chronic pain relief - Colorado Pain Care

Everyone experiences pain at some point in their lives, but for an unfortunate group of people, pain is a constant. For these people who may suffer from back pain, fibromyalgia, arthritis or one of a multitude of pain conditions, finding pain relief is an ongoing priority. Luckily, modern medicine is now able to offer more treatment options than ever before.

There is currently an epidemic of chronic pain in the U.S. The Centers for Disease Control and Prevention recently published a report estimating that 50 million Americans—or one in five—have a chronic pain condition. Almost 20 million Americans have pain that is so intense that it interferes with work or life activities. The most common chronic pain conditions in the U.S. include

  • Lower back pain
  • Arthritis
  • Multiple sclerosis
  • Headaches
  • Fibromyalgia
  • Neuropathy
  • Shingles

How Chronic Pain Differs from Acute Pain

Before you seek out pain relief options for your condition, you should understand some of the key differences between short-term pain and chronic pain.

  • Acute pain lasts less than three months, while chronic pain may continue indefinitely
  • Patients with acute pain often see remission of pain symptoms once the initial injury or illness is resolved.
  • While acute pain serves as a biological warning to seek help, there is no valid biological imperative for chronic pain.  That is why chronic pain can be considered a disease in which the nervous system malfunctions.
  • Chronic pain is potent enough to rewire the brain, shrinking the prefrontal cortex. These changes make the patient more susceptible to depression, stress and anxiety.
  • Chronic pain may also interfere with other cognitive functions like information processing and memory formation.
  • People suffering from chronic pain often have a sleep debt—on average, losing 42 minutes a night.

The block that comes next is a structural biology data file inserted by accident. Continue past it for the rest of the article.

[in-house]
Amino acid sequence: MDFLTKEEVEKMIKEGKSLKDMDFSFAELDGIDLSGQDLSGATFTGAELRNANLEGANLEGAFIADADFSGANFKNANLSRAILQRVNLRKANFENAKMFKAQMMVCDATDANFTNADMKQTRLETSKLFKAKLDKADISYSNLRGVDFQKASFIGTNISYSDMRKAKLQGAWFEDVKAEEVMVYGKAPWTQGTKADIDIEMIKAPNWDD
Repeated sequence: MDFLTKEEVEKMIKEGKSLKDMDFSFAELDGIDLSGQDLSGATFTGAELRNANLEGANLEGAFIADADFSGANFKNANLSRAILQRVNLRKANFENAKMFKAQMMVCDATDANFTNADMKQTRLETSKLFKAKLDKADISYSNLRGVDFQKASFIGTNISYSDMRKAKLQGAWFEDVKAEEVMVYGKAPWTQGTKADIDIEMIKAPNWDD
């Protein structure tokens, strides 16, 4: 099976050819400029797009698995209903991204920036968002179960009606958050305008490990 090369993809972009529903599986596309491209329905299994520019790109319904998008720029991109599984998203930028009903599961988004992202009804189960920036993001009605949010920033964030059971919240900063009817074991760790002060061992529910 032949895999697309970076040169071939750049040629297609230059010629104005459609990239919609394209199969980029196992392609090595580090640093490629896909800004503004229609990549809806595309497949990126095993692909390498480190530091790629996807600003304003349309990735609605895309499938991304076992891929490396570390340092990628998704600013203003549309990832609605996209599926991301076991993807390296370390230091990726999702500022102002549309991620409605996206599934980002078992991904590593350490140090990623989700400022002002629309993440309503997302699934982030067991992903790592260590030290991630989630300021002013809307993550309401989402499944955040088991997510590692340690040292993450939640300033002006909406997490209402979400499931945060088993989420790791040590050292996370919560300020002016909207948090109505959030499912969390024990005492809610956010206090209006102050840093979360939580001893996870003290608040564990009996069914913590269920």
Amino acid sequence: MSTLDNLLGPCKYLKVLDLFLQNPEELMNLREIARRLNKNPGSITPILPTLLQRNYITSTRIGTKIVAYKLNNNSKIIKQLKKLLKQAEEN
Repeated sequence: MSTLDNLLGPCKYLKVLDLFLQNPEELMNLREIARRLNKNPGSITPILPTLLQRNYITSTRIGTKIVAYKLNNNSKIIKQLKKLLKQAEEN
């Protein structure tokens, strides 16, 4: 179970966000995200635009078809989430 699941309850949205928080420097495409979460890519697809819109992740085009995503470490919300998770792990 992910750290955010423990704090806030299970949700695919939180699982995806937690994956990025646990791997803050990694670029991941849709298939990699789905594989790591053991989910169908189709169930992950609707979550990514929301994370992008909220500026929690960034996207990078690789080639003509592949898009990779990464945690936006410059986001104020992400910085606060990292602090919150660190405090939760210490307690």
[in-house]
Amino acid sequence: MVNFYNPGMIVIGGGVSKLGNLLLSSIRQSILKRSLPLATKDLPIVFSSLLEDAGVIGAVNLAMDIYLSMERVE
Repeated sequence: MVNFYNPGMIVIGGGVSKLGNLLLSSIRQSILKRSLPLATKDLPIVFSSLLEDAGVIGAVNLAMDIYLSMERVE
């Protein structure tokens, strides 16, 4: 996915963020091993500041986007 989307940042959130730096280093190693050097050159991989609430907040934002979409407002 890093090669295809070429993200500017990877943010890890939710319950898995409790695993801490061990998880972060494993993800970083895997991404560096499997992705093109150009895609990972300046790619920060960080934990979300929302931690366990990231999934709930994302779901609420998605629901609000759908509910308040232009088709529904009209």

• Many chronic pain patients also exhibit a hypersensitivity to stimuli in the sensory nerves.

Some of the Newest and Most Effective Pain Relief Pain Relief Techniques

Medical experts are constantly examining new pain relief therapies to determine their efficacy.  You may find some relief from your pain symptoms by using one or more of the following treatments.

  1. Quell—recently, a new product called Quell arrived on the market.  This low-cost device is intended to be worn 24 hours a day and delivers a mild electrical current to the skin and nerves just below. This mild current is intended to disrupt pain signals to the brain.  No prescription is required for Quell and there is a money-back guarantee, so you may try the device without much difficulty. The medical community is still uncertain about the efficacy of this device, but many chronic pain patients have found mild to significant improvement to their condition.
  2. Acupuncture—although the practice of inserting needles into chi points in the body has been in use for centuries, only recently, has the medical establishment taken this pain relief therapy seriously.  More studies published in the past few years involving scientific comparisons with non-acupuncture and sham acupuncture practices support this ancient medical practice as a viable pain relief treatment option. Acupuncture has been shown to improve pain symptoms for patients suffering from lower back pain or arthritis, but any improvements are only temporary, requiring sessions on a regular basis.